News · 27 March 2024

Interview with the Artist – Attachment

We sat down with Paula Dunlop – an artist whose work blurs the lines between wearables, non-wearables, and the spaces in-between. 

Commissioned to create an artwork within the Factory Lane area of Metro Arts, Paula’s resulting creation Attachment responds to the natural elements of moisture and algal growth on the surrounding brick walls. Using reflective glass beads, Dunlop crafts panels that reflect the organic flow, creating a tactile masterpiece that evolves with time.




Paula Dunlop (PD): The project was commissioned by Metro Arts in 2022. The brief was part art, part design, and exactly the kind of work that I love to do because there was a distinct functional element to the outcome: to create a work that would draw casual passers-by into the laneway, to then grant them a better sightline to Metro’s exhibition spaces.

I enjoy collaboration and purposeful making, particularly when the experience of end users or audiences is a focus — how bodies connect with, interact with, or relate to what I make is central to my work. 

I also enjoy the challenge that comes with working within certain conditions and constraints, and learning new processes and techniques. The project’s development time gave me the opportunity to push materials that are familiar to me into new territory, and experiment in ways I had long wanted to try.




PD: I took my lead from the patterns of algal growth on the laneway walls. While photographing them on one of my visits, a caretaker mentioned that he was forever scrubbing them off — his comment crystallised the idea of a work that both highlighted, and (with the gradual return of the growth) was highlighted by, this passage of moisture down the walls. 

While these particular growth patterns are formed by runoff, it brought to mind the creeks and springs that once existed nearby, the flood history of the area, and even an image of melting ice cream seeping through the walls of the Peters Factory that, in more recent history, stood on the site.

I enjoy the algae’s indifference to the human efforts of the surrounding built environment and our desire to shape, contain, or control it. It’s operating in its own world, according to its own systems. I often take a sort of comfort from things that are outside human culture, that point to these other movements and systems. It’s like a balm to neurosis! I worked with the hope that over time the algae and lichens might help my interventions into the laneway — the inlaid panels of glass beads — find a belonging there.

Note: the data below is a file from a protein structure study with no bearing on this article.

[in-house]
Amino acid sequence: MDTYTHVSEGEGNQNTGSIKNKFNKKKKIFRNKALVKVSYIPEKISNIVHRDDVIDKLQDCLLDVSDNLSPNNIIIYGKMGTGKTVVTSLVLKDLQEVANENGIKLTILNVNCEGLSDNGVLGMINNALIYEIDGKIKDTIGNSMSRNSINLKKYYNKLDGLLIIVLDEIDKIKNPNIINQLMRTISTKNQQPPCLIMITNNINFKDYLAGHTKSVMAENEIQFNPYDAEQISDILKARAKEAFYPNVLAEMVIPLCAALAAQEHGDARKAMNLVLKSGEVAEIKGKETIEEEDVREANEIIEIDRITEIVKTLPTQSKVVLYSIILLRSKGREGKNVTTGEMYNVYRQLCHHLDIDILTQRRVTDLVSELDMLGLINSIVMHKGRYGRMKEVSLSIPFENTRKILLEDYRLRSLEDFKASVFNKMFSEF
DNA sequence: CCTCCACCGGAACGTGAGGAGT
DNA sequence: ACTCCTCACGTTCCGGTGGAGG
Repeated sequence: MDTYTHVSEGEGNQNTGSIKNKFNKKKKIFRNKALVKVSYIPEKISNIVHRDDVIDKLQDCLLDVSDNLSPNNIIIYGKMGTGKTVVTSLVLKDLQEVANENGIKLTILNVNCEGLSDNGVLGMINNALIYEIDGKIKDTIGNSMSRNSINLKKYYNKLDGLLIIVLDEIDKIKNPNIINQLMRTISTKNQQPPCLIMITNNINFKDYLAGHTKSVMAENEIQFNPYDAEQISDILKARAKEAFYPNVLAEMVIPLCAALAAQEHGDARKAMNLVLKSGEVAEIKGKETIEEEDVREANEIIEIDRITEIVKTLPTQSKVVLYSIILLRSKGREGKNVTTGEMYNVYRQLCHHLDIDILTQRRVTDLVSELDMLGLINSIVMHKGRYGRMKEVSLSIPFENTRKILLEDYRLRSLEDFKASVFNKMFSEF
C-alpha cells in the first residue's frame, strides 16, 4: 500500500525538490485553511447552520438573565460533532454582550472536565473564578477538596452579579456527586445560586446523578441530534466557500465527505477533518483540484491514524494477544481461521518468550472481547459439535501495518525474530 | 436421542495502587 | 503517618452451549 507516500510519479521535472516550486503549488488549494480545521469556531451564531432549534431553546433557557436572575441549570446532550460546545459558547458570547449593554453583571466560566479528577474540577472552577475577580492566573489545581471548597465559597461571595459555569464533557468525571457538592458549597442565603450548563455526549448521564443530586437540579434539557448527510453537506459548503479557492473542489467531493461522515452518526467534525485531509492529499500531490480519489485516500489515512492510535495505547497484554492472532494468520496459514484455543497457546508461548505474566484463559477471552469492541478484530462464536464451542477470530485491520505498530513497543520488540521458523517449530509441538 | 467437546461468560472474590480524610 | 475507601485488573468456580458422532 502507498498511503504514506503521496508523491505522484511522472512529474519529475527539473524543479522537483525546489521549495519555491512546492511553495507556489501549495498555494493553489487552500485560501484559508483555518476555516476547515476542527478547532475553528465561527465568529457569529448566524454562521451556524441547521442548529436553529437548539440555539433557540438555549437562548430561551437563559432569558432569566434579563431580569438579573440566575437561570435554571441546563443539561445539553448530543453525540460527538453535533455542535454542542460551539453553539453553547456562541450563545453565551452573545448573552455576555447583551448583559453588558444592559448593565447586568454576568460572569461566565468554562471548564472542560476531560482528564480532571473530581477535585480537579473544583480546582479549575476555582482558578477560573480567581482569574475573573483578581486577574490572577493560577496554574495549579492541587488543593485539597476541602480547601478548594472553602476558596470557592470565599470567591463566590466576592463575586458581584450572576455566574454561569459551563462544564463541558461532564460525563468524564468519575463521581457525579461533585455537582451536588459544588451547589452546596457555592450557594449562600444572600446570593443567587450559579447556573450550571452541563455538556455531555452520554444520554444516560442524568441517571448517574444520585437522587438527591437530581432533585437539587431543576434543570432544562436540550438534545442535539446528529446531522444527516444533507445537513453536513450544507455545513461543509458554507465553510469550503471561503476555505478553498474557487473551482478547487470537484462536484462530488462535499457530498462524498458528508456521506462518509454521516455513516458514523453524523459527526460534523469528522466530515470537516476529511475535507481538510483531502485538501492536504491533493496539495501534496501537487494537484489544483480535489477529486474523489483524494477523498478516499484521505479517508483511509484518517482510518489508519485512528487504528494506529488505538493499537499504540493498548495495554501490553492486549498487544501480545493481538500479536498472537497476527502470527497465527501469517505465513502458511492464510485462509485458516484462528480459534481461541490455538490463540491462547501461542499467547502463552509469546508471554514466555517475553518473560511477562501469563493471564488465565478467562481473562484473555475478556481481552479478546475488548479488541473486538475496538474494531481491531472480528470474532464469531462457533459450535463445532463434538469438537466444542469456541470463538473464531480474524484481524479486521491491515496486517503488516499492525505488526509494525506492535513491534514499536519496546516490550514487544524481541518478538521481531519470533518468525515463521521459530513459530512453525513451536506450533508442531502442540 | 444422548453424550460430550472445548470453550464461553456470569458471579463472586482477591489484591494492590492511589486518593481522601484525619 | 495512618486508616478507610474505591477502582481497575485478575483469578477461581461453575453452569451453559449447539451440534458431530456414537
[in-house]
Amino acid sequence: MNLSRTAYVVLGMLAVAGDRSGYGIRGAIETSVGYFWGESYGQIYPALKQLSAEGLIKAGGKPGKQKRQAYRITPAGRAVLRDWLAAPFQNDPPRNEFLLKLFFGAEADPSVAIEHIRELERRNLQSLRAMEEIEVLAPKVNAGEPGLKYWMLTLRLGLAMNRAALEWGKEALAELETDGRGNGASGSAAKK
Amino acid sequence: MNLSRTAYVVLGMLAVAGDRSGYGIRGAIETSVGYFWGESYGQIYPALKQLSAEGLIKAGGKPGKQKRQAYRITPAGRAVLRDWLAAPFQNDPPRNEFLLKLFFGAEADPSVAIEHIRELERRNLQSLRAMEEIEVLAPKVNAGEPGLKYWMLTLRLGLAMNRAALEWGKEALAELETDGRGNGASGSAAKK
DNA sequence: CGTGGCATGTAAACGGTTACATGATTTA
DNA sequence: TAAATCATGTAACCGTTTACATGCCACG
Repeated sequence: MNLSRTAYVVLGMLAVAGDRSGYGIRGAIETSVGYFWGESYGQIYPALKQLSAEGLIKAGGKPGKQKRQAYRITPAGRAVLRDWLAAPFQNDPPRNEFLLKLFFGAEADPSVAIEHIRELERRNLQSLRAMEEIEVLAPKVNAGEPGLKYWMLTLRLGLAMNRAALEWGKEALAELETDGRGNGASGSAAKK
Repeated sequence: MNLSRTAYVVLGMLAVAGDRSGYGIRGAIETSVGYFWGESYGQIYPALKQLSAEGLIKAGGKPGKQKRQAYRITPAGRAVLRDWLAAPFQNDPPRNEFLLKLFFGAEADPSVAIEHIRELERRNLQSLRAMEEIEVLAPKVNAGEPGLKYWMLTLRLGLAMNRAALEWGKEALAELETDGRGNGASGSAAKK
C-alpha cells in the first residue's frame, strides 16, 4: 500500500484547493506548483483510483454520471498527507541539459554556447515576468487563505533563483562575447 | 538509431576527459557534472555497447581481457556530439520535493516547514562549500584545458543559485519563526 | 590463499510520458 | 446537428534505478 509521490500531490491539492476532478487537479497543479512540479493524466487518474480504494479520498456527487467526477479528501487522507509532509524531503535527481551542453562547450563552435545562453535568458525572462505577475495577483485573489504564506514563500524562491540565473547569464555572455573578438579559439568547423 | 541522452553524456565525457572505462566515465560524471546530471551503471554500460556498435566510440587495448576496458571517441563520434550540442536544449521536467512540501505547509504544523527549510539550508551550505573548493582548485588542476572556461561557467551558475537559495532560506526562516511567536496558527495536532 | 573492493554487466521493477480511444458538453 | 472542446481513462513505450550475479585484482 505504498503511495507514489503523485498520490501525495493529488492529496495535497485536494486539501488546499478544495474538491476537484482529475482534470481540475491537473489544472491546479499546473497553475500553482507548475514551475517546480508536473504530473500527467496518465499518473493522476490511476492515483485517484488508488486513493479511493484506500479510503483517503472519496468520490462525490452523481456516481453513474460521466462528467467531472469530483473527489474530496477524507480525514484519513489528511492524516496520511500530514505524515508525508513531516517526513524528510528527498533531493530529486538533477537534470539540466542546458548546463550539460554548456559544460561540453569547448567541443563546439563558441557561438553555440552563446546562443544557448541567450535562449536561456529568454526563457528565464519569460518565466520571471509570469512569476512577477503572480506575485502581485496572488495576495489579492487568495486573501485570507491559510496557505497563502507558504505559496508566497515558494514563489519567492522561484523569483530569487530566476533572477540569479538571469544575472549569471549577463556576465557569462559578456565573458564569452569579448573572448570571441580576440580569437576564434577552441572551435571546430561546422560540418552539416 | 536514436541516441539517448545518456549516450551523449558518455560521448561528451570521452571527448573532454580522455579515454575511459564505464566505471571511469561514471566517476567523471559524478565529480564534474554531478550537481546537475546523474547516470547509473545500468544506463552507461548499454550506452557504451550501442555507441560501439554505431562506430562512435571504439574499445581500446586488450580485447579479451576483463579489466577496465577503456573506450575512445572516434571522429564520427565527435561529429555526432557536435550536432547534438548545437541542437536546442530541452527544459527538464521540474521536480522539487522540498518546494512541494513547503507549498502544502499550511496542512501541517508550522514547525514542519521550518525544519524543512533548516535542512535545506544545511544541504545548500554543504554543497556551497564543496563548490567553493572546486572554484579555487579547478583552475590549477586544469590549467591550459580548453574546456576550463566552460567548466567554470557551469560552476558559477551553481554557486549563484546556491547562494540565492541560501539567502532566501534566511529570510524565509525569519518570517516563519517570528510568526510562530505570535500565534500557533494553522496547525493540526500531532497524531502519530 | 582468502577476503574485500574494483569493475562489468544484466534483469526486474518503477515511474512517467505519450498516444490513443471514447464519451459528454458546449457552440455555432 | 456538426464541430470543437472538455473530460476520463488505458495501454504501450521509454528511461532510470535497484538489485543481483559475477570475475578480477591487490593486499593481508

The ideas of belonging and difference that play out in this work connect with broader interests I have in how we see ourselves both in the world and apart from it. In particular, our ‘dressing’ of our bodies and our spaces, and how it can function as a way to establish a sense of ourselves in relation to and in reaction to our circumstances. I think any making has an element of this going on. We make to make a place for ourselves in the world we’re thrown into.




PD: I usually describe myself as an artist, designer, and maker. My background is in visual art and fashion design, and I still work across both. 

Most of what I do is what might be called materials- or process-led. I value the learning and understanding that comes from handling materials — finding out what they can and can’t do, and trying to work with them rather than imposing on them. 

I am interested in what we make, how we make, and why — not just art and design making but also the day-to-day interactions with the materials, objects, spaces, and processes that shape so much of our living.






PD: Oh that’s a difficult one! But one exhibition that has been on my mind a lot while making this particular work is a showing of Jeannie Baker’s collages at Ipswich Art Gallery in the 1980’s.

It was an exhibition of the original work pictured in the book Where the Forest Meets the Sea. I was in grade 3 or 4 and knew the book well — I’d pored over the lovely, palpable mini-worlds assembled from a mix of organic and manufactured materials, both mystified and disconcerted by their depictions of deep time; growing, changing landscapes; colonisation; construction/destruction — but seeing them in real life was something else!

I couldn’t quite believe that these were the real, actual artworks, it felt like a rock star had visited town.

I think I was into cutting and pasting at the time so there were feelings of validation, too, seeing that a grown up had made the kinds of things that I liked to make. I also remember feelings of disappointment when the boys in my class were misbehaving and our visit was cut short!




PD: Builders and makers of all kinds who are compelled by the materials and processes they use. Those quietly attending to ideas big and small; those giving it a go and making ‘mistakes’; all the interrupted and unfinished things left in the world; the long histories of making and a sense of connection with other makers across time and space.


Check out Attachment in Factory Lane 4 MAY – ongoing, West Village, West End. 

Paula Dunlop Attachment, Metro Arts 2024
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